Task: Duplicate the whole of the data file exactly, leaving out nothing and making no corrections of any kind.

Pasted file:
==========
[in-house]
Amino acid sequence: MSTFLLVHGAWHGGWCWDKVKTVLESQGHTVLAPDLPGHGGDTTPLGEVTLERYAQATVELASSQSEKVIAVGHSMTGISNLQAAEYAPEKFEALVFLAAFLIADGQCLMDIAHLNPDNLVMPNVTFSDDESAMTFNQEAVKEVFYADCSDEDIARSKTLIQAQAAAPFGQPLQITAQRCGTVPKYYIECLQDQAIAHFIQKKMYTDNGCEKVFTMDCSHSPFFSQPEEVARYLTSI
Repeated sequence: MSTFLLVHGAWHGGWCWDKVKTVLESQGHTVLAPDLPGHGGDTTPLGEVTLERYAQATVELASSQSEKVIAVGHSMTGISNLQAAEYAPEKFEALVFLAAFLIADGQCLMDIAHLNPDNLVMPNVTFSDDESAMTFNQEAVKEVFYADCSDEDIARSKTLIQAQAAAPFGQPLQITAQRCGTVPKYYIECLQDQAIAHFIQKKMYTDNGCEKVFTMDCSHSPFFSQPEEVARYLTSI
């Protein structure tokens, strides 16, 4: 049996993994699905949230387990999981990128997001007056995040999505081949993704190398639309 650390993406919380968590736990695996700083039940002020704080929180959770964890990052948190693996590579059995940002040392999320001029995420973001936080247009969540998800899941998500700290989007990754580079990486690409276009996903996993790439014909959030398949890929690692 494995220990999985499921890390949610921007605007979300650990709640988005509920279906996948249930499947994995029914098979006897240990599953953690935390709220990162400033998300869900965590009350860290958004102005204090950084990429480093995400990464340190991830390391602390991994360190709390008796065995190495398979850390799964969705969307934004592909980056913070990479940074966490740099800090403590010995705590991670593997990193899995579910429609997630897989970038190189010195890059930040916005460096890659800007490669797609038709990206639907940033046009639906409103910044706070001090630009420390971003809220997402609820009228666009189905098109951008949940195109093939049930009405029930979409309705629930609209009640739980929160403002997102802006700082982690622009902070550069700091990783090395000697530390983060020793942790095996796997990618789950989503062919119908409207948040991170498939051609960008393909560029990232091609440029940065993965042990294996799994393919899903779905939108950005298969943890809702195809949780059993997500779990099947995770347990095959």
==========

[in-house]
Amino acid sequence: MSTFLLVHGAWHGGWCWDKVKTVLESQGHTVLAPDLPGHGGDTTPLGEVTLERYAQATVELASSQSEKVIAVGHSMTGISNLQAAEYAPEKFEALVFLAAFLIADGQCLMDIAHLNPDNLVMPNVTFSDDESAMTFNQEAVKEVFYADCSDEDIARSKTLIQAQAAAPFGQPLQITAQRCGTVPKYYIECLQDQAIAHFIQKKMYTDNGCEKVFTMDCSHSPFFSQPEEVARYLTSI
Repeated sequence: MSTFLLVHGAWHGGWCWDKVKTVLESQGHTVLAPDLPGHGGDTTPLGEVTLERYAQATVELASSQSEKVIAVGHSMTGISNLQAAEYAPEKFEALVFLAAFLIADGQCLMDIAHLNPDNLVMPNVTFSDDESAMTFNQEAVKEVFYADCSDEDIARSKTLIQAQAAAPFGQPLQITAQRCGTVPKYYIECLQDQAIAHFIQKKMYTDNGCEKVFTMDCSHSPFFSQPEEVARYLTSI
């Protein structure tokens, strides 16, 4: 049996993994699905949230387990999981990128997001007056995040999505081949993704190398639309 650390993406919380968590736990695996700083039940002020704080929180959770964890990052948190693996590579059995940002040392999320001029995420973001936080247009969540998800899941998500700290989007990754580079990486690409276009996903996993790439014909959030398949890929690692 494995220990999985499921890390949610921007605007979300650990709640988005509920279906996948249930499947994995029914098979006897240990599953953690935390709220990162400033998300869900965590009350860290958004102005204090950084990429480093995400990464340190991830390391602390991994360190709390008796065995190495398979850390799964969705969307934004592909980056913070990479940074966490740099800090403590010995705590991670593997990193899995579910429609997630897989970038190189010195890059930040916005460096890659800007490669797609038709990206639907940033046009639906409103910044706070001090630009420390971003809220997402609820009228666009189905098109951008949940195109093939049930009405029930979409309705629930609209009640739980929160403002997102802006700082982690622009902070550069700091990783090395000697530390983060020793942790095996796997990618789950989503062919119908409207948040991170498939051609960008393909560029990232091609440029940065993965042990294996799994393919899903779905939108950005298969943890809702195809949780059993997500779990099947995770347990095959």